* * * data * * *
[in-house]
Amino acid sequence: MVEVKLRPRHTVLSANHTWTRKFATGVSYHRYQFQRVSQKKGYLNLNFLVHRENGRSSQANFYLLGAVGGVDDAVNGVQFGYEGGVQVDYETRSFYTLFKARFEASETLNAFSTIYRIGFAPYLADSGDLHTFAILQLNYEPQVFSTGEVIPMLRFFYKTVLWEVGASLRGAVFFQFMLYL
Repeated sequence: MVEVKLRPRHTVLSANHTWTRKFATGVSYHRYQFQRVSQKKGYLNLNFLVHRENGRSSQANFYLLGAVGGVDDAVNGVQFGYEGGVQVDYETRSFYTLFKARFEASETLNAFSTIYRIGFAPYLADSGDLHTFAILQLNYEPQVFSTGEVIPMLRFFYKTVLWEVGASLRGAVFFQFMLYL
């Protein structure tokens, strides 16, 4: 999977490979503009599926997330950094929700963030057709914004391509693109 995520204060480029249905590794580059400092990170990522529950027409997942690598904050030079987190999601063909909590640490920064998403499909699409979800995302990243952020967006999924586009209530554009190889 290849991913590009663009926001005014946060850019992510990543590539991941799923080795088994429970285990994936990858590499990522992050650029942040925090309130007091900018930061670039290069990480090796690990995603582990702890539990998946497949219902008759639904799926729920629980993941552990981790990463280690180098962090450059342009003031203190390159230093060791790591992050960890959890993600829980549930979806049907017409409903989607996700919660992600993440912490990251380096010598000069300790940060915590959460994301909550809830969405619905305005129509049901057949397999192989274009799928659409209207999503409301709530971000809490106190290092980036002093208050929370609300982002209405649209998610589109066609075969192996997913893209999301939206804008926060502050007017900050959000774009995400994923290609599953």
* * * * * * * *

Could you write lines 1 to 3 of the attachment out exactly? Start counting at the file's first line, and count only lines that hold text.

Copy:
[in-house]
Amino acid sequence: MVEVKLRPRHTVLSANHTWTRKFATGVSYHRYQFQRVSQKKGYLNLNFLVHRENGRSSQANFYLLGAVGGVDDAVNGVQFGYEGGVQVDYETRSFYTLFKARFEASETLNAFSTIYRIGFAPYLADSGDLHTFAILQLNYEPQVFSTGEVIPMLRFFYKTVLWEVGASLRGAVFFQFMLYL
Repeated sequence: MVEVKLRPRHTVLSANHTWTRKFATGVSYHRYQFQRVSQKKGYLNLNFLVHRENGRSSQANFYLLGAVGGVDDAVNGVQFGYEGGVQVDYETRSFYTLFKARFEASETLNAFSTIYRIGFAPYLADSGDLHTFAILQLNYEPQVFSTGEVIPMLRFFYKTVLWEVGASLRGAVFFQFMLYL